As I write this, we are entering the third week of our Oregon trip, tucked among the brushy hummocks on the edge of the playa in the Alvord Desert, one of our favorite places in Oregon. It is a fitting place for Susan and me to close out our Casita travels, after a wonderful week in one of our old favorites, Waldo Lake, and a short week (five pretty awesome nights) in a new favorite, Hart Mountain National Antelope Refuge.
The Alvord is a stunning landscape, and one unlike any other in Oregon. The playa is more than 80 square miles in size, rimmed with small buttes and mountains to the north, east and south, and Steens Mountain rising off to the west at nearly 10,000 feet. It is one of the most peaceful places I’ve ever been: I could sit for hours at any time of the day, getting lost in the clouds moving across the sky and the patterns of light dancing across the desert floor.
The Alvord is quiet. In fact, it is more quiet than any place we’ve been. There is the occasional plane overhead, and the scurry of a chipmunk from time to time, but that’s about it. Last night, as we sat outside the trailer, watching the sky grow dark and the stars come out, all you could hear was the sound of our breathing.
I’m sure there are times when the Alvord is busy, relatively, but September is clearly the best time to be here. The weather has been wonderful, ranging from the low 80s during the day to the 50s at night (it will get colder later in the week, however), and there literally no one camped near us for miles and miles. We see the intermittent motorcycle rider or car driving across the playa, but if there are others here right now, they are far, far away, which we love.
The downsides to the desert come down to two things: dust and wind. While the playa isn’t sandy, it does have a layer of powdery dust on it. You can’t walk on it without dust covering your feet, or on your palm, if you put your hand down on the ground. It gets into everything, including the trailer, but unlike some places we’ve stayed (Moab, Lake Cahuilla), it’s not gritty, which is a plus. It just means that we’re all–Susan, myself, the Casita and the FJ–going to need a really good bath when we get home.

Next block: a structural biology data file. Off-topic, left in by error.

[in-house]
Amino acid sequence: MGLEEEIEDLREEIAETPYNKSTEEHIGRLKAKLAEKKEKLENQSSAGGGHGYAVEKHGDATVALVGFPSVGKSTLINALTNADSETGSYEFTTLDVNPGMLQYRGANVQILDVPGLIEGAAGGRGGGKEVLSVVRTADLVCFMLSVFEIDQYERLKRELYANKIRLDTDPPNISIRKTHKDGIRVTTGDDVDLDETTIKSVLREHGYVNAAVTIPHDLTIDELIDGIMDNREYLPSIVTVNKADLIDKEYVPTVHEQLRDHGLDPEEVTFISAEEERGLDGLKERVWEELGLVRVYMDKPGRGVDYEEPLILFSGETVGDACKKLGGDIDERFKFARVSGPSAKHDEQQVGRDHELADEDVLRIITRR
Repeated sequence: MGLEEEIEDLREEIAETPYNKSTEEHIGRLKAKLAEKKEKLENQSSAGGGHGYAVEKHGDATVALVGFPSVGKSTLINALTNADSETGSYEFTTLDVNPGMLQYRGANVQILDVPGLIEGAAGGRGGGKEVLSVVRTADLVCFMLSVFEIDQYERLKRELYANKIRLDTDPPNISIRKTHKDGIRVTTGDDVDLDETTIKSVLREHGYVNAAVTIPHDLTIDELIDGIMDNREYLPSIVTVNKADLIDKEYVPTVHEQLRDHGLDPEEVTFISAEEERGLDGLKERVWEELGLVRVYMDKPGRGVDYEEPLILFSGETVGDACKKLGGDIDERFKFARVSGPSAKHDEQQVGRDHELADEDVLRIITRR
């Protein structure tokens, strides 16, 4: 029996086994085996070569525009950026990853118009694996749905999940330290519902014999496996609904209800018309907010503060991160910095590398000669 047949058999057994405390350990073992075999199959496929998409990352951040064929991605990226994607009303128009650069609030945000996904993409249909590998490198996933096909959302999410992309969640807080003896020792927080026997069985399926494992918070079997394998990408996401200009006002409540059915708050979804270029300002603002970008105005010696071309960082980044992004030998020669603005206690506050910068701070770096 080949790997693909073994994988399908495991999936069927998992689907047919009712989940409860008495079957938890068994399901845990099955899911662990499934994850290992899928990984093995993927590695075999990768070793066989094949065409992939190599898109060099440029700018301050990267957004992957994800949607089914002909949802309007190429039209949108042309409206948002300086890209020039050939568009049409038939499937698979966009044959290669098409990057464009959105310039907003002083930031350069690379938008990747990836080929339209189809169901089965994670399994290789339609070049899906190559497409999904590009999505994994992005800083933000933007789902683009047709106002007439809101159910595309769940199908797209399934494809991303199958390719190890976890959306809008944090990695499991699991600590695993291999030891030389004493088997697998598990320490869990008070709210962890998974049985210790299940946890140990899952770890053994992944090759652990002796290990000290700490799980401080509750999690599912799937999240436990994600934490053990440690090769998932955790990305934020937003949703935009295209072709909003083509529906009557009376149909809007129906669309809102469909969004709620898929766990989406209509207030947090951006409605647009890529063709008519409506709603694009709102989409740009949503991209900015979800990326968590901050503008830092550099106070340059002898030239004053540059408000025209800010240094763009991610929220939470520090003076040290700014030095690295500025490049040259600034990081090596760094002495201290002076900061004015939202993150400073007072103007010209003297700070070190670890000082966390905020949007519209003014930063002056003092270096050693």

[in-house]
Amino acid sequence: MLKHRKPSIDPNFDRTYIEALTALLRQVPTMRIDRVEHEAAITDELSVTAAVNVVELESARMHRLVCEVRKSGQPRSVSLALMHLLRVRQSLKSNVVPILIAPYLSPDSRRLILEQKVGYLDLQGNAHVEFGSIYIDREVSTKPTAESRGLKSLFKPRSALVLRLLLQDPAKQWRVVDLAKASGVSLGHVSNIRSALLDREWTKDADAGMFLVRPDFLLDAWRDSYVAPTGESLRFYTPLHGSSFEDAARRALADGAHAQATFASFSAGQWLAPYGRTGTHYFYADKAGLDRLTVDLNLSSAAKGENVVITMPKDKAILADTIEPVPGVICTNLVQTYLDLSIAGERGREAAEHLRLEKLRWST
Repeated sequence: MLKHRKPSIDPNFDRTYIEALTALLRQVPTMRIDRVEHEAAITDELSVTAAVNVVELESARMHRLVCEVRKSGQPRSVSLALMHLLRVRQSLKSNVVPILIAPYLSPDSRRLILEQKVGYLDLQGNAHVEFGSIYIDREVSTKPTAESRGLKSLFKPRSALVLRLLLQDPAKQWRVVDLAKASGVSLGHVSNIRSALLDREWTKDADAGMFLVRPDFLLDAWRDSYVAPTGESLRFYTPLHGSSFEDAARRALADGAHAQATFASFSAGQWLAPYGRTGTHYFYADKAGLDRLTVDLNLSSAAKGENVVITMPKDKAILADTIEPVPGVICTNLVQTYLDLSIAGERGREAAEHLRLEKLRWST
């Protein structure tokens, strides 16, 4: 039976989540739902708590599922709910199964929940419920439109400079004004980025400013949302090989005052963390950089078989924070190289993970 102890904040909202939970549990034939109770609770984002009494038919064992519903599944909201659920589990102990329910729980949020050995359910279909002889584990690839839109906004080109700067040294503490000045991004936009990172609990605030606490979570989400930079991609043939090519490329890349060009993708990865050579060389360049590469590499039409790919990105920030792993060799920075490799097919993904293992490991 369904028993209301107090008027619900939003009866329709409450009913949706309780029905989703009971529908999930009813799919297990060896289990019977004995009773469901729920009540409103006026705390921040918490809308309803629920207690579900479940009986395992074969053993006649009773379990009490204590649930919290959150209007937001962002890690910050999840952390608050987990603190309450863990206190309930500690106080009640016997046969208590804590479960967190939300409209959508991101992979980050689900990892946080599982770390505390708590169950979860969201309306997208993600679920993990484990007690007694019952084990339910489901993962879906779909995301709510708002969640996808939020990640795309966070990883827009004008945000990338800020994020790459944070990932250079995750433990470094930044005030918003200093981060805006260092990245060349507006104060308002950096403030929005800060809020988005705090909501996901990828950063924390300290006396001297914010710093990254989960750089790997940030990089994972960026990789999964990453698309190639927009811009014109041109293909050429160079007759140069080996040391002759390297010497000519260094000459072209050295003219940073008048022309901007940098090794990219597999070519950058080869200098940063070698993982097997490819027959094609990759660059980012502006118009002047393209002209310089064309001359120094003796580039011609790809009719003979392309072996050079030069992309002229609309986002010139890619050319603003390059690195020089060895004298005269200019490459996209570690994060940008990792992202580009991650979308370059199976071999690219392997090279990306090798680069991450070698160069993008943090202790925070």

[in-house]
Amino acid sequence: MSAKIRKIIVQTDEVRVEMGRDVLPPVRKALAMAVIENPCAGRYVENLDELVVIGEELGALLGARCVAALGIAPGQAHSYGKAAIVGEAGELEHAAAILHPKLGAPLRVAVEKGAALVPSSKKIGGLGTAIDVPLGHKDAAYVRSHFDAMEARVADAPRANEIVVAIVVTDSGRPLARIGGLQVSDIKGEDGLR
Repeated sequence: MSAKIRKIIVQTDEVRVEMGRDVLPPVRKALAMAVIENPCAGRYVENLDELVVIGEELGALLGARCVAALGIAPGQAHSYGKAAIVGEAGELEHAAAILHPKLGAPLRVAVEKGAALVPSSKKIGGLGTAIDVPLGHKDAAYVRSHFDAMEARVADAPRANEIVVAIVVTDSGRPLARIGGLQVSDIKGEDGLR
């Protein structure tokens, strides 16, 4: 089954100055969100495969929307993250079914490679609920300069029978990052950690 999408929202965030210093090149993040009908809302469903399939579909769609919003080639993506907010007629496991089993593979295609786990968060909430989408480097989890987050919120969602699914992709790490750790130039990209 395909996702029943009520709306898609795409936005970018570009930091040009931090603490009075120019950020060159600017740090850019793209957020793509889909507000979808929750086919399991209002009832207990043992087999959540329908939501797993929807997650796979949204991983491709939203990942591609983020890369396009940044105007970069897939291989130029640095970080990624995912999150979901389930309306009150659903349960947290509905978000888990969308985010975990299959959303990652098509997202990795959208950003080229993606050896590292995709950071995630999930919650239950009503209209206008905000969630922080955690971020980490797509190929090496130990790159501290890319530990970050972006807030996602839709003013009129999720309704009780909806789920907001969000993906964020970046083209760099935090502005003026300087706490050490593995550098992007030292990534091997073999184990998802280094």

The wind is a bit more troublesome, but easy enough to deal with. Both days we’ve been here so far, the winds have started up in the afternoon, and gone on for quite a while through the rest of the day. Yesterday, at midday, we had to roll the awning up, put light objects away, and hang out inside the trailer while the gusts blew around us. It wasn’t horrible—we aren’t in any danger—but we would have much rather been outside playing or reading than inside the Casita. The good news is that both days, the winds died down around dusk, and the mornings have been quiet and calm.
Susan and I both knew we wanted to go to Waldo Lake and the Alvord on this last trip of the year, but we also wanted to go somewhere new, which is why we chose to visit Hart Mountain. In the middle of southern Oregon—nowhere, really—on the California/Nevada border, Hart Mountain has been managed by the U.S. Fish and Wildlife Service since 1936 as a haven for pronghorn antelope, bighorn sheep and other game. The refuge sits at about 6,000 feet of elevation, and has a few ‘primitive’ campsites scattered throughout. There are also hot springs, but to be honest, they were a bit grimy (and not so hot), so we only went in them once during our stay there.